Crohn's Disease Forum » Treatment » Melatonin...an anti-inflammatory?


02-01-2014, 08:22 PM   #1
Kero
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Melatonin...an anti-inflammatory?

Not sure if this has been posted yet, but a friend of mine sent me the link to an article about the anti inflammatory effects of Melatonin. Anyone else hear of this? This was the excerpt from the article on the GI tract:

Gastrointestinal Tract Protection

The human gastrointestinal tract is the site of some of the most profound oxidative stresses our bodies experience, which may be why it produces more than 500 times as much melatonin as the pineal gland.59 The stomach takes the brunt of the damage because of its constant exposure to strong acid and/or powerful digestive enzymes, both of which generate “storms” of free radicals.

Melatonin not only reduces stomach injury caused by NSAIDs such as piroxicam or indomethacin by as much as 90% compared with controls, but also dramatically reduces measures of tissue oxidation with no significant adverse effects.60,61 European researchers have also shown that melatonin protects against damage to both the stomach and the pancreas and accelerates healing of chronic gastric ulcers by stimulating blood flow.5,10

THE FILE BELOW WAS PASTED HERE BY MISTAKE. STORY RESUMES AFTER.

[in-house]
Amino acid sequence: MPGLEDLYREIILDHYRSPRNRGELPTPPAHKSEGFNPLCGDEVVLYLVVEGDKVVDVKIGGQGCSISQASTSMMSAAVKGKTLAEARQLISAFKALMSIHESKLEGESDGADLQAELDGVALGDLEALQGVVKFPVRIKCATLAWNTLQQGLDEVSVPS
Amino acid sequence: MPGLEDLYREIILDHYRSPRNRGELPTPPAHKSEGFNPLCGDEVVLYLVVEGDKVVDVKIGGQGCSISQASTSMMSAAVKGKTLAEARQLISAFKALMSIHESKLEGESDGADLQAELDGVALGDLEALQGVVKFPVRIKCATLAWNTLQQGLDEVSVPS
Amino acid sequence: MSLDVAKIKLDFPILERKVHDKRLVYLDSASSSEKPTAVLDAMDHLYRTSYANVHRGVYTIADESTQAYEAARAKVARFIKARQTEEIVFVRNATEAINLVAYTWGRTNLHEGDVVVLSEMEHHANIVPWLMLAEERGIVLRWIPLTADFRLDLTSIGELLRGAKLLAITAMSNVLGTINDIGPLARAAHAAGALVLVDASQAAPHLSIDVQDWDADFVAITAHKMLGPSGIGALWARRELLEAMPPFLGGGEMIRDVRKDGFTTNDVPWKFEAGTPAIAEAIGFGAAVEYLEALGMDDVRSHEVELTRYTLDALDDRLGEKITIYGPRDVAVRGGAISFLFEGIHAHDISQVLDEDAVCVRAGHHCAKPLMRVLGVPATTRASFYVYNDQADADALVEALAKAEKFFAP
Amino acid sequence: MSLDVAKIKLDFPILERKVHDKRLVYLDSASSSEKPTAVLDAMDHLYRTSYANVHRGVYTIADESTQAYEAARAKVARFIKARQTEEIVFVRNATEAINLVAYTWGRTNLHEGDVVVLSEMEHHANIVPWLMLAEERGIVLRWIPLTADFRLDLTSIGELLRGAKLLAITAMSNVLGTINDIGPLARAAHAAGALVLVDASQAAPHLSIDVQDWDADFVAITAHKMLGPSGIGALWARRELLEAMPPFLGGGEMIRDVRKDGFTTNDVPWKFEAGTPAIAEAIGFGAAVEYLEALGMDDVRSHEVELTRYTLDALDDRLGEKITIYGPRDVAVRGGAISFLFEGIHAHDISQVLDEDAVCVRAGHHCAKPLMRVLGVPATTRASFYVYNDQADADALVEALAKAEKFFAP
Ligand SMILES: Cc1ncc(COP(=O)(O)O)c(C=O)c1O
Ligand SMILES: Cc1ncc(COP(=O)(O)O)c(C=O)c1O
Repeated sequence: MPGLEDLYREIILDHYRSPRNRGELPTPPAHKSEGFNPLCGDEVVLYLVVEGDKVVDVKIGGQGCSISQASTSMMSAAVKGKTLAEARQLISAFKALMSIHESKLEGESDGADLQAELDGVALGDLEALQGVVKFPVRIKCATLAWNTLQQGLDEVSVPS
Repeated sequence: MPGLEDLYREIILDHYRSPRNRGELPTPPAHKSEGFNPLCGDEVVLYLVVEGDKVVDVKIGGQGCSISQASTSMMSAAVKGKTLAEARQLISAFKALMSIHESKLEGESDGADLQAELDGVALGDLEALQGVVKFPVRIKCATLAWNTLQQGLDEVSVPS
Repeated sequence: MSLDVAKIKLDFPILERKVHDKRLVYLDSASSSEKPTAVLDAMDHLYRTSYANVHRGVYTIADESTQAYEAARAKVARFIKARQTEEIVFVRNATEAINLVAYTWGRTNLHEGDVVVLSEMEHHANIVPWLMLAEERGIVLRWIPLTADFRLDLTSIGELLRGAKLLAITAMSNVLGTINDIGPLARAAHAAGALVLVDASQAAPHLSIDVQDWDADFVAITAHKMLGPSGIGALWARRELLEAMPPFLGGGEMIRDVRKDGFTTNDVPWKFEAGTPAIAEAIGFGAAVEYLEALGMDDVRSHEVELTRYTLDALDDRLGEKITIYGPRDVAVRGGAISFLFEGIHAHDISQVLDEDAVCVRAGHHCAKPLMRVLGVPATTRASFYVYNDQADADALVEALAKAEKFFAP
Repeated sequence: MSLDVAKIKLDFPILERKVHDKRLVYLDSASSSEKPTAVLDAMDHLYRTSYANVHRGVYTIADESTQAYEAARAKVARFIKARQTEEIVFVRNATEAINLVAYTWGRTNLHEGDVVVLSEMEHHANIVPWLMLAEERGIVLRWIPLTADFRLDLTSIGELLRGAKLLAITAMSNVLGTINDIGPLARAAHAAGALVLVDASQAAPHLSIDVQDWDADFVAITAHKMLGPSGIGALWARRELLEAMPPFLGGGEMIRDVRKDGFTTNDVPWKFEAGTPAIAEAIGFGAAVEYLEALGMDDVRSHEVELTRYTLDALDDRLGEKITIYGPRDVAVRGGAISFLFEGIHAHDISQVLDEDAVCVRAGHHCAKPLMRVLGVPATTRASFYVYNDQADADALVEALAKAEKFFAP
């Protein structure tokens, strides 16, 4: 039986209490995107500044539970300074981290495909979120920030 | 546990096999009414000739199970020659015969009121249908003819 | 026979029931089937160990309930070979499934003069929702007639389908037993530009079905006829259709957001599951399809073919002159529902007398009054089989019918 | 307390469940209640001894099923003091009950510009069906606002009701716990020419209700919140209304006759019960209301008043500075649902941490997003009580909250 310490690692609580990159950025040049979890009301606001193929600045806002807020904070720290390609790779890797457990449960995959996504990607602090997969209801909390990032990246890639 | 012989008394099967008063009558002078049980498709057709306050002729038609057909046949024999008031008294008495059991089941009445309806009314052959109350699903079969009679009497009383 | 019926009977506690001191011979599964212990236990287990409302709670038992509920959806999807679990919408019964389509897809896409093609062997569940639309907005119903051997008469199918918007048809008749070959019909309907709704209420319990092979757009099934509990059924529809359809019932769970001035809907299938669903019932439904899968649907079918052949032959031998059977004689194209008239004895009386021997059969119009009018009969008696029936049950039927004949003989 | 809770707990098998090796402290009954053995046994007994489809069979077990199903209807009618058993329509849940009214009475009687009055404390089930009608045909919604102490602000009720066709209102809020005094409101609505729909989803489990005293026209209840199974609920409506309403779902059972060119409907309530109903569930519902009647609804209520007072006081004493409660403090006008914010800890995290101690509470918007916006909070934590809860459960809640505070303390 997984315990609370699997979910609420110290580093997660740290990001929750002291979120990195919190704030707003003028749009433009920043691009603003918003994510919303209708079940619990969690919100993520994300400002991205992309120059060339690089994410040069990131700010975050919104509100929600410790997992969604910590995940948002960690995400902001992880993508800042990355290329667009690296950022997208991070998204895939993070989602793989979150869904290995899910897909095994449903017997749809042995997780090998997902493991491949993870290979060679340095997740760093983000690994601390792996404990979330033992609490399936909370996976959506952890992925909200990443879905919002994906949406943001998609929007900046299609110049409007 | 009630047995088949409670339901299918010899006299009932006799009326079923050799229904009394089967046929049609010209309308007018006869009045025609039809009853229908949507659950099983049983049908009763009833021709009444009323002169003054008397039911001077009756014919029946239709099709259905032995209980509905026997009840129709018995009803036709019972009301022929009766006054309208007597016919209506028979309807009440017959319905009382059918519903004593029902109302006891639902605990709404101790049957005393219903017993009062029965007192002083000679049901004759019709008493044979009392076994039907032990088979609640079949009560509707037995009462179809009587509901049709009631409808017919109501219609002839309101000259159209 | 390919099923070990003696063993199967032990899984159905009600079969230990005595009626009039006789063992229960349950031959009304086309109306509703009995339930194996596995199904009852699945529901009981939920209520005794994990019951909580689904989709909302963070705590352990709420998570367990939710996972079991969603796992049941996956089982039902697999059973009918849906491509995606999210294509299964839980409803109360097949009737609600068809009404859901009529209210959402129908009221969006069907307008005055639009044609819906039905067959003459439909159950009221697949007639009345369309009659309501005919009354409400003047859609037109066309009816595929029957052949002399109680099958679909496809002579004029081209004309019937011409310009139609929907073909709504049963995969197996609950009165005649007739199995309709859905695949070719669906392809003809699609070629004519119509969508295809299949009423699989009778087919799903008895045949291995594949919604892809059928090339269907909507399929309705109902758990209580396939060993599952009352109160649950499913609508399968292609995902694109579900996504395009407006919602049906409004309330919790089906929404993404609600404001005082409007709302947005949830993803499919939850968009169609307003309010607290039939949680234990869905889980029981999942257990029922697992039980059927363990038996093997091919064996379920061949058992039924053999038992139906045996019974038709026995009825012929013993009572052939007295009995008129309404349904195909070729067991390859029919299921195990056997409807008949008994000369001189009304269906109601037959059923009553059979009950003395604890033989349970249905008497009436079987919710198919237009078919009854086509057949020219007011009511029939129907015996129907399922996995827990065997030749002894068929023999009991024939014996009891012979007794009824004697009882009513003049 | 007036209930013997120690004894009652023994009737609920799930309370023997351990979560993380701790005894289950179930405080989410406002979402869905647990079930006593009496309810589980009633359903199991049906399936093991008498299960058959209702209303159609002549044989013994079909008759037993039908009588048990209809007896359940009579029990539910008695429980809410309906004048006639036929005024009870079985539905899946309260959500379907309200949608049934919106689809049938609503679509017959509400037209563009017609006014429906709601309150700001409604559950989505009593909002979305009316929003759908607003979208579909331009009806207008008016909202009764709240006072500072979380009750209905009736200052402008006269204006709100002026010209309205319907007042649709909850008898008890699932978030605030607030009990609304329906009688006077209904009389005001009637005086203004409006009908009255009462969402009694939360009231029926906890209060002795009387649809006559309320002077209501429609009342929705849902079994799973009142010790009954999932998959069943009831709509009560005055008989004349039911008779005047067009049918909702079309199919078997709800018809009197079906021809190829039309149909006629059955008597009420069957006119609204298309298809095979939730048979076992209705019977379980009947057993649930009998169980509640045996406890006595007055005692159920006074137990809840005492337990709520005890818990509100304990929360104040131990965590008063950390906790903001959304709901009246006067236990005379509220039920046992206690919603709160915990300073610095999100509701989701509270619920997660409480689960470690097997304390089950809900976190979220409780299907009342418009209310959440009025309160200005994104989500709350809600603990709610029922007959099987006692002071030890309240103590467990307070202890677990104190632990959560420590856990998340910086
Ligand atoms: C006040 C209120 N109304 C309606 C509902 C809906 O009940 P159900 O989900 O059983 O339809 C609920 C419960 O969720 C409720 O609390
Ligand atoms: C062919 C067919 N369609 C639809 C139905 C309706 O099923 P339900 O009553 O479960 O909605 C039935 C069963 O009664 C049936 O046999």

Further research from Europe has revealed that melatonin reduces symptoms in patients with another painful condition called “functional dyspepsia,” or “sour stomach.”62 In a placebo-controlled trial, gastroenterologists treated 60 patients (aged 19-39 years) with functional dyspepsia with either melatonin 5 mg or placebo, once every evening for 12 weeks. Of the melatonin-treated group, 57% showed complete resolution of symptoms and 30% had partial improvement, but 93% of placebo recipients reported no change at all.
Cancer Prevention and Control

Melatonin has also been studied in alleviating gastroesophageal reflux disease (GERD, also known as “heartburn”), a potentially dangerous condition that can lead to esophageal cancer. In a head-to-head comparison, the researchers gave 175 patients standard treatment with the prescription drug omeprazole (Prilosec®), while 176 received a supplement containing melatonin, its precursor L-tryptophan, and B vitamins, over a 40-day treatment period. All patients in the supplement group reported complete regression of symptoms by the end of the study, compared with only 66% in the drug-treated group. Again, no significant side effects were reported in the supplemented patients.63

It is believed that melatonin protects against GERD by increasing blood flow and anti-inflammatory molecules in the esophageal mucous, thus preventing significant esophageal injury.
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